Saving dog from death due to Denver pit bull ban

Best Friends devises solution to save one dog from being killed due to Denver pit bull ban, but why won't the city drop its pit bull ban?
By Ted Brewer

Even though Forrest the pit bull did no harm and posed no threat to anyone, even though he's as sweet and affectionate as any dog could be, Denver’s animal control had no choice. They condemned Forrest for being what he is — a pit bull, a breed banned in Colorado’s capital city.

Protesting the killing of one pit bull in Denver, Colorado

Adhering to the policy it had regarding pit bulls caught twice wandering the streets, Denver Animal Care and Control at first intended to euthanize Forrest. But local pit bull advocates who oppose the ban caught wind of the story: Forrest, a dog so gentle he plays with chickens, escaped his yard and found his way inside the city limits, where animal control picked him up for a second time. The advocates rallied, and a worldwide protest ensued in support of Forrest and against Denver’s ban on pit bulls.

As this protest raged, Anna Gonce, Best Friends’ associate director of Community Programs and Services, and Russ Mead, Best Friends general counsel, negotiated with Doug Kelley, director of the Denver Municipal Animal Shelter, to come up with a lifesaving solution for Forrest.

And for the first time since Denver imposed its pit bull ban in 1989, the city granted clemency to a pit bull picked up on his second offense of running loose. The agreement came on the heels of a new city policy that gives the owners of nonviolent pit bulls the option of taking their dogs out of the city rather than having them euthanized.

Stray Rescue in St. Louis steps up

In exchange for this clemency, Forrest’s person, Chris McGahey, signed an agreement whereby he surrendered ownership of the dog to the city. In return for McGahey’s guarantee that neither he nor his family members would ever re-adopt Forrest, the city agreed to turn Forrest over to Stray Rescue, a no-kill animal rescue in St. Louis, Missouri. Best Friends had previously worked with Stray Rescue in providing sanctuary to eight pit bulls saved from a dog-fighting ring in Washington state.

Per the agreement Best Friends struck with Kelley, Best Friends sent its animal care operations manager, Jeff Popowich, to Denver to transport Forrest to Stray Rescue. The departure proved to be an emotional one, with McGahey tearfully saying goodbye to Forrest and vowing, "If it’s the last thing I do, I will get that ban dropped."

"It was heartbreaking seeing what a good dog Forrest is," Popowich says. He found Forrest to be the perfect "spokes-dog" for pit bulls. "He’s great with kids, with other dogs, even with chickens."

Forrest’s new foster family was waiting to take him home the moment Popowich arrived at Stray Rescue. Forrest is currently living with Phil Adams, a volunteer for Stray Rescue, and he has already taken to sleeping on the couch with two of Adams' other dogs.

Stray Rescue’s founder Randy Grim says that he will have little trouble finding a permanent home for Forrest. "He’s more adoptable than the 290 dogs we currently have up for adoption," Grim says. "He’s a perfect gentleman."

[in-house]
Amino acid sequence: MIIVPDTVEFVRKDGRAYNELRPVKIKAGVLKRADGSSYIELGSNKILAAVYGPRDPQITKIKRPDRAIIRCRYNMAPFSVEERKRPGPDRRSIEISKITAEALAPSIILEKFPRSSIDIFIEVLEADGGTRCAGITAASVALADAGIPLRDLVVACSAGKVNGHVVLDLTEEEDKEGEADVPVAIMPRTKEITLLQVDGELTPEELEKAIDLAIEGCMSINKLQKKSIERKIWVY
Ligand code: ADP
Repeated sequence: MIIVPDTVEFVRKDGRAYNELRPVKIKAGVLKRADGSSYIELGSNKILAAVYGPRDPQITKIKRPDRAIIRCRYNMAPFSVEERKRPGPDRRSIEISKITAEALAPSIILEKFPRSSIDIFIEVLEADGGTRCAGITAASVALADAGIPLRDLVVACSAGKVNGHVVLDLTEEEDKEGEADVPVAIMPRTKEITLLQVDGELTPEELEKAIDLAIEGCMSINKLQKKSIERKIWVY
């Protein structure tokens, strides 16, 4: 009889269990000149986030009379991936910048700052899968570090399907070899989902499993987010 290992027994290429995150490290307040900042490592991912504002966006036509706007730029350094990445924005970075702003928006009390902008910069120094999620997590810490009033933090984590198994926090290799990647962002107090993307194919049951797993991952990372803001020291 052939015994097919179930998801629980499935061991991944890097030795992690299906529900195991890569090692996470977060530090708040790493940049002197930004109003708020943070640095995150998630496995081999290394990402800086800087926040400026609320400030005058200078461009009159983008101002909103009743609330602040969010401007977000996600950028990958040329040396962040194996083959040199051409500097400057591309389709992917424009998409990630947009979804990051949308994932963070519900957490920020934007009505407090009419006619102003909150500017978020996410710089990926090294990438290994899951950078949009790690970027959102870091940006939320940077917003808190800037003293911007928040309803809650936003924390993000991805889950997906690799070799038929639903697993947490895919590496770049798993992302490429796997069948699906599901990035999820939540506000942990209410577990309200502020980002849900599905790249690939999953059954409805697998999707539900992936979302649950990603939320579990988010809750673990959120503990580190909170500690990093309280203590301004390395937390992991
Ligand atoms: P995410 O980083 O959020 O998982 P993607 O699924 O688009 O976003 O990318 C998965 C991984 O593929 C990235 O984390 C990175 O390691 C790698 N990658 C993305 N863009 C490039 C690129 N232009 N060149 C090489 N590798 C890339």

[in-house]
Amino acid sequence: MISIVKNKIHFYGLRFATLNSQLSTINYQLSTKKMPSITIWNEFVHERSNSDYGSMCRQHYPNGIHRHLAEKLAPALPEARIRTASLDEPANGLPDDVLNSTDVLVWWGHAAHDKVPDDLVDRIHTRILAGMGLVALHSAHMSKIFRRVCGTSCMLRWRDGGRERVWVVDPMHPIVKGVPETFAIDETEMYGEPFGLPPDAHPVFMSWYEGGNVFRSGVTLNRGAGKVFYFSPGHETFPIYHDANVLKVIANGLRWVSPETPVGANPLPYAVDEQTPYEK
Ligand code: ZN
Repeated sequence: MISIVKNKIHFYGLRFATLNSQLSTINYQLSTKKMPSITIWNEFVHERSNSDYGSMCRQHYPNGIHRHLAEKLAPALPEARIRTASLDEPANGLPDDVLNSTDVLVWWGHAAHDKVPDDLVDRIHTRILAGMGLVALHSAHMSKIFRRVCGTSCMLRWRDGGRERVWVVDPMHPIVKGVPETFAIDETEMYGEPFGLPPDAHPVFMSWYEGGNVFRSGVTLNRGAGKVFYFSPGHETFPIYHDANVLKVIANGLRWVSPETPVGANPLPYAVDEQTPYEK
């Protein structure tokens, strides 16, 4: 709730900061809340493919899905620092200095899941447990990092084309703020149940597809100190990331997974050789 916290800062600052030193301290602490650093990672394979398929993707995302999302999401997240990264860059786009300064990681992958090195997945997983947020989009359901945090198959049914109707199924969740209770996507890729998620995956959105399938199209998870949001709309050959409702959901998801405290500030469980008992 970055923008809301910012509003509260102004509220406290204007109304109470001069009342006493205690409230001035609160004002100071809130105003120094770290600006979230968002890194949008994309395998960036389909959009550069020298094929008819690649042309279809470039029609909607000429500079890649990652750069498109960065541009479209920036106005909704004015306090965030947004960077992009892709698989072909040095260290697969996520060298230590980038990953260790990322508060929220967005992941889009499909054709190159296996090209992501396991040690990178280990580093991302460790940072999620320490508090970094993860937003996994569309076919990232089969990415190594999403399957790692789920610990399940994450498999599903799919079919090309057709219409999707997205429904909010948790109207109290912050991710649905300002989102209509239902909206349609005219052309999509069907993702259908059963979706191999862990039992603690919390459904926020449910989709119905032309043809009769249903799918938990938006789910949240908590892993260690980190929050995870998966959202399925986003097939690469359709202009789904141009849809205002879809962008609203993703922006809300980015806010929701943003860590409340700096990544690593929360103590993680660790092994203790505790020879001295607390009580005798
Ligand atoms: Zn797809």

Grim says that whomever Stray Rescue finds to adopt Forrest, he will make sure that McGahey has the right to visit and spend time with Forrest.

Unjust dog breed bans

Though Forrest was saved, his previous euthanasia sentence and his subsequent banishment from Denver underscores the unjustness, and the absurdity, of a law that stereotypes and targets one breed as innately dangerous, even if individuals of that breed are likely to be as innocent and well-behaved as Forrest is.

"Of course, we’re delighted to help Forrest," says Paul Berry, chief executive officer of Best Friends, "but we remain perplexed at Denver’s persistence to keep this ban in place. City after city has defeated or repealed such bans in favor of more thoughtful legislation that punishes bad owners instead of good dogs. We remain eager and hopeful to work with Denver’s city council to help them find a more civil and humane solution to their concerns."

"We don’t think the ban works" Mead says. "It does nothing to make a city safer."

Effective ways to reduce dog attacks

Instead of a breed-specific ban, Best Friends advocates a multi-pronged approach to dealing with dangerous dogs, one that does not target any breeds, but rather targets the negligent owners who intentionally or unintentionally teach dogs dangerous behaviors.

Best Friends believes that communities can more effectively reduce the number of dog attacks by:

  • Implementing a proactive spay/neuter program to reduce aggression and suppress the wandering instincts in dogs
  • Imposing an anti-tethering law to reduce the aggressive impulses dogs develop as a result of being chained up regularly
  • Working early on with people of potentially dangerous dogs to eliminate aggressive behaviors
  • Passing and aggressively enforcing tough anti-dog-fighting laws

Photos by Gary Kalpakoff

Photos clockwise from top left: Chris McGahey says goodbye; Jeff Popowich takes over; Randy Grim of Stray Rescue welcomes Forrest; Forrest enjoys the ride.